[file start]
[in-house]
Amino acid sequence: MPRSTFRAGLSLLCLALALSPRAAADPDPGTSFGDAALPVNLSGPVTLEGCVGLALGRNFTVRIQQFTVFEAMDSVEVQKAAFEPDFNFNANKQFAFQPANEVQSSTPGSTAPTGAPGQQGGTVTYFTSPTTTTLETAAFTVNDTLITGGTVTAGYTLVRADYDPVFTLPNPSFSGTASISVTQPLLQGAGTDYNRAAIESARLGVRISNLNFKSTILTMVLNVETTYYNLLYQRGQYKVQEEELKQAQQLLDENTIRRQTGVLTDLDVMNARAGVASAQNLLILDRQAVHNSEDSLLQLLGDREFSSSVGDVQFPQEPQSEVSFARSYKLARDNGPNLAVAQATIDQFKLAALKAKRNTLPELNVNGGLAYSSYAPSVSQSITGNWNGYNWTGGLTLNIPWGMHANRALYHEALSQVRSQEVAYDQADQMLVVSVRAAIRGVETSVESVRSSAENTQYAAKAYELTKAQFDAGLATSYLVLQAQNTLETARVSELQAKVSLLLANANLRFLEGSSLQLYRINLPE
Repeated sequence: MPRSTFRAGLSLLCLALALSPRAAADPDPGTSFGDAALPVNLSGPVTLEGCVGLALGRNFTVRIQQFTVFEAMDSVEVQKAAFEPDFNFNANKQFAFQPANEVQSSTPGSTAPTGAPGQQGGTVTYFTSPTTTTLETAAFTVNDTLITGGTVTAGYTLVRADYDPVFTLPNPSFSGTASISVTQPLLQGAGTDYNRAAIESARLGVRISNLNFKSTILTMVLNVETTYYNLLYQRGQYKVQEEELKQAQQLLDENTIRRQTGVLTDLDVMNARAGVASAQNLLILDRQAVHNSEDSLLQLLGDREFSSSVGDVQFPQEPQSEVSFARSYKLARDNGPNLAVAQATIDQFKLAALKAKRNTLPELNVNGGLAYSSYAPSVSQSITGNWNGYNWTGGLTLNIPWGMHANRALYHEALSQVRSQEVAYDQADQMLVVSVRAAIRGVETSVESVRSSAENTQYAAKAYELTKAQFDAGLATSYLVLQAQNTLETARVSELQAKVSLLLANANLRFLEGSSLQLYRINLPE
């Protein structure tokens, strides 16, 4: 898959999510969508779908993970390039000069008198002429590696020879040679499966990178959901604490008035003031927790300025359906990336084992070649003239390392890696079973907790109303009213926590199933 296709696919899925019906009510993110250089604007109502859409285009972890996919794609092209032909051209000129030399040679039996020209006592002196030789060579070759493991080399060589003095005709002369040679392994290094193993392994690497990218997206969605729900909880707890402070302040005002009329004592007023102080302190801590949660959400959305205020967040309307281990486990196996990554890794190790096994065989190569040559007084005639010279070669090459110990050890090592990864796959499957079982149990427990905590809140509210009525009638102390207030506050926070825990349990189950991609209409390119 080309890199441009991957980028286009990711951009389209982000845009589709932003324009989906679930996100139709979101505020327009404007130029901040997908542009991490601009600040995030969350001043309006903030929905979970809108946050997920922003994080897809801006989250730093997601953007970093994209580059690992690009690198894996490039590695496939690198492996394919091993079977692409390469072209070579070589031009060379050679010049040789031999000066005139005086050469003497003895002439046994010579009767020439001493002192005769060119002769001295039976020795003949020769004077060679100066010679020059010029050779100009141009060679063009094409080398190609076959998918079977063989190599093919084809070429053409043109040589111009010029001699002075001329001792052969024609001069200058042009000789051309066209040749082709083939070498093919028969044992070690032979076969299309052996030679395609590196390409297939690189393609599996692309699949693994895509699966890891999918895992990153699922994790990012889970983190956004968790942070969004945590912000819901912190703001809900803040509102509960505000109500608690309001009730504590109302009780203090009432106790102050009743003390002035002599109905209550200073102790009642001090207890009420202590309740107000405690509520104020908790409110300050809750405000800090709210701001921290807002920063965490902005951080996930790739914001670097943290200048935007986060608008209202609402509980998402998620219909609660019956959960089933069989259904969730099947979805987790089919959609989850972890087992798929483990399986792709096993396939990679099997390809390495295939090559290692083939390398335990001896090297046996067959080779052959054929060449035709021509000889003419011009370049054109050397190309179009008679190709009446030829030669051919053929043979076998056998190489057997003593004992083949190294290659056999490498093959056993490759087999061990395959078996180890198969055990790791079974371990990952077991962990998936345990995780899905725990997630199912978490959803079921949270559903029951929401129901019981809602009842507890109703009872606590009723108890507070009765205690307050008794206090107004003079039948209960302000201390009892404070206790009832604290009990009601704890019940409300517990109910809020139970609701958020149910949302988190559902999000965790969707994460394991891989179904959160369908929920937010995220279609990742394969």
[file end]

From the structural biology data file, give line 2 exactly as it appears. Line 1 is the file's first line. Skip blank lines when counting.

Amino acid sequence: MPRSTFRAGLSLLCLALALSPRAAADPDPGTSFGDAALPVNLSGPVTLEGCVGLALGRNFTVRIQQFTVFEAMDSVEVQKAAFEPDFNFNANKQFAFQPANEVQSSTPGSTAPTGAPGQQGGTVTYFTSPTTTTLETAAFTVNDTLITGGTVTAGYTLVRADYDPVFTLPNPSFSGTASISVTQPLLQGAGTDYNRAAIESARLGVRISNLNFKSTILTMVLNVETTYYNLLYQRGQYKVQEEELKQAQQLLDENTIRRQTGVLTDLDVMNARAGVASAQNLLILDRQAVHNSEDSLLQLLGDREFSSSVGDVQFPQEPQSEVSFARSYKLARDNGPNLAVAQATIDQFKLAALKAKRNTLPELNVNGGLAYSSYAPSVSQSITGNWNGYNWTGGLTLNIPWGMHANRALYHEALSQVRSQEVAYDQADQMLVVSVRAAIRGVETSVESVRSSAENTQYAAKAYELTKAQFDAGLATSYLVLQAQNTLETARVSELQAKVSLLLANANLRFLEGSSLQLYRINLPE